On a BSD Unix system, three files keep track of user logins.
/etc/utmp records which users are on which lines, and when
they logged in (or, for unused lines, logged out). To put it differently,
utmp records the most recent start or stop time of the latest
session on each line, and which user owns or owned that session. utmp also
records the first 16 characters of the remote hostname for any network
A parallel file
/usr/adm/wtmp records all changes to utmp.
wtmp entry for line xx is the current utmp entry for
wtmp also uses special codes to indicate reboots
and other unusual events. Typically
wtmp is "rotated" every
/usr/adm/wtmp is cleared, with a copy of the old
information saved in
/usr/adm/wtmp.0. Any previous
wtmp.0 is saved in
wtmp.1, and so on up to
wtmp.7, which is thrown away.
The third file is
/usr/adm/lastlog, a flat database indexed
by uid showing the most recent login entry for each user.
utmp have different formats but
carry essentially the same information.
utmp provides only 16 characters for hostnames which are
often much too long to fit. Once
lastlog) truncate a name, any extra characters are lost
permanently. Other information — the remote TCP port, the remote
user as seen by
rlogind or via RFC 931, etc. — isn't
recorded at all. This makes it very difficult to trace network attacks.
Furthermore, when users take advantage of session management (as
An introduction to session management),
wtmp lose even more information. A
user may start a session at work, disconnect it without logging out, go
home, and reconnect to the session from an entirely different location.
It makes sense to talk about the start and stop time of the session, each
connect and disconnect time, and each connect location.
wtmp record none of this.
Another problem with
utmp is that it has never been clear
utmp should record all connections (see ) or only
interactive connections. Given that the programs which depend most
utmp — to wit, user communication programs
write — should only see
interactive connections, it makes sense to omit windows and subshells, but
then window information is lost.
lastlog is mainly an optimization:
finger both report the last login time for a particular user,
and it would be wasteful to search through
wtmp each time.
lastlog only keeps track of the very latest login, with
no indication of any previous logins. It does not record logout time.
Even worse, users and administrators cannot find out when their accounts
are being attacked, because lastlog only records successful logins.
One "solution" is to add more and more fields to
recording more and more information. But this is the wrong strategy.
Consider the parallel
wtmp file. If
(for instance) fields for the latest connection, then every time a user
connects or disconnects, the basic session fields will be repeated in
wtmp for no good reason. This wastes disk space but also
indicates a fundamental failure in the model.
The right solution is to give each file a specific purpose.
utmp should only keep track of sessions; the host field
should be removed. Complete connection information, including connect and
disconnect times, remote host as both IP address and name, remote port,
and remote user if known, can go into a separate file.
To solve the problem of interactive versus non-interactive sessions, utmp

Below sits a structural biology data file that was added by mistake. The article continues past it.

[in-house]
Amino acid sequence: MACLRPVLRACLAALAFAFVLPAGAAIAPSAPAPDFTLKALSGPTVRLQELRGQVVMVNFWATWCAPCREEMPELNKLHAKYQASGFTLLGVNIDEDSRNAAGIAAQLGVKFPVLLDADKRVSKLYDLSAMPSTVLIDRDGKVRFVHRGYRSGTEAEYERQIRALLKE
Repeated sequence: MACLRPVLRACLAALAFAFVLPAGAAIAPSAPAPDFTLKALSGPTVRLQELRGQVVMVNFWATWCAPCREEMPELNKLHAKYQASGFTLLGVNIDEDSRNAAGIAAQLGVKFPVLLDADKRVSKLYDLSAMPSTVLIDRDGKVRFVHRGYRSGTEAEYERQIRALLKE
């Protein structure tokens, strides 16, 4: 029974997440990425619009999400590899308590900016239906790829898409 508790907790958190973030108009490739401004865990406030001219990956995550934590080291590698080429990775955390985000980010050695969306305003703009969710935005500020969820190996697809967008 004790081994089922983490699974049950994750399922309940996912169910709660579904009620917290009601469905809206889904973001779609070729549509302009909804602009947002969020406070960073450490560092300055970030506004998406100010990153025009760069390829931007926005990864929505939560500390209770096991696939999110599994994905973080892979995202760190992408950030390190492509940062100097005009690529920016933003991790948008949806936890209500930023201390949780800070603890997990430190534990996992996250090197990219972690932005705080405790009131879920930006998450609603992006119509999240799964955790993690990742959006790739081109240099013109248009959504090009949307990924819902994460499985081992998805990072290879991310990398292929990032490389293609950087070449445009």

should be split in two. The original
utmp should be
preserved for interactive, user-to-user communication. A separate file
should record all sessions.
lastlog can be improved in many ways, which we will not
discuss in detail here. Various vendors (e.g., DEC) have already added
features along these lines.
The author's pseudo-tty session manager, pty 4.0 (), maintains several
user login files.
interactive sessions as above. The user can specify at session startup
whether the session is interactive or not. For maximum flexibility, pty
lets the user choose his host field in
utmp. This way the
user can configure his sessions to work properly with various
utmp-processing programs. (The system administrator may disable these
All disconnectable sessions are recorded in
has fields for username, uid, start/stop time, session master process id,
sesslog keeps a permanent record of changes to
sessnow. Lines are specified by two characters (e.g.,
The relation between sessions and connections is recorded in
scnow lists each session by line, the
latest connection start/stop time, and complete remote host information.
All changes to
scnow are listed in
Note that it makes sense to record connections separately, even those not
connected to any particular session. The connection managers
telnetd, etc.) might keep
connlog files listing current
connections. In the meantime pty maintains
wtmp. This finally makes a logical
set of records for which user was using what session from where.
Notice the clean distinction between connection information and session
information. All session information is maintained by one program, pty.
utmp handling can be completely removed from
sunview, and dozens of other programs.
It is worth noting that Sun destroyed any credibility it might have had in
its user login files by making
/etc/utmp mode 666. This is
what the author calls a SCINUP: Security Compromise Introduced in the
Name of User Power. Sun found so many programs in its toolset that wanted
utmp that it removed all
protection rather than implement a proper security mechanism. Years
later, security experts (and system crackers) are still finding
devastating holes caused by Sun's incredibly poor judgment.
Needless to say, the author does not approve of unprotected login files.
A single program — pty — can provide safe
service for all programs which need it.
© Copyright 1991 Daniel J. Bernstein. Presumably.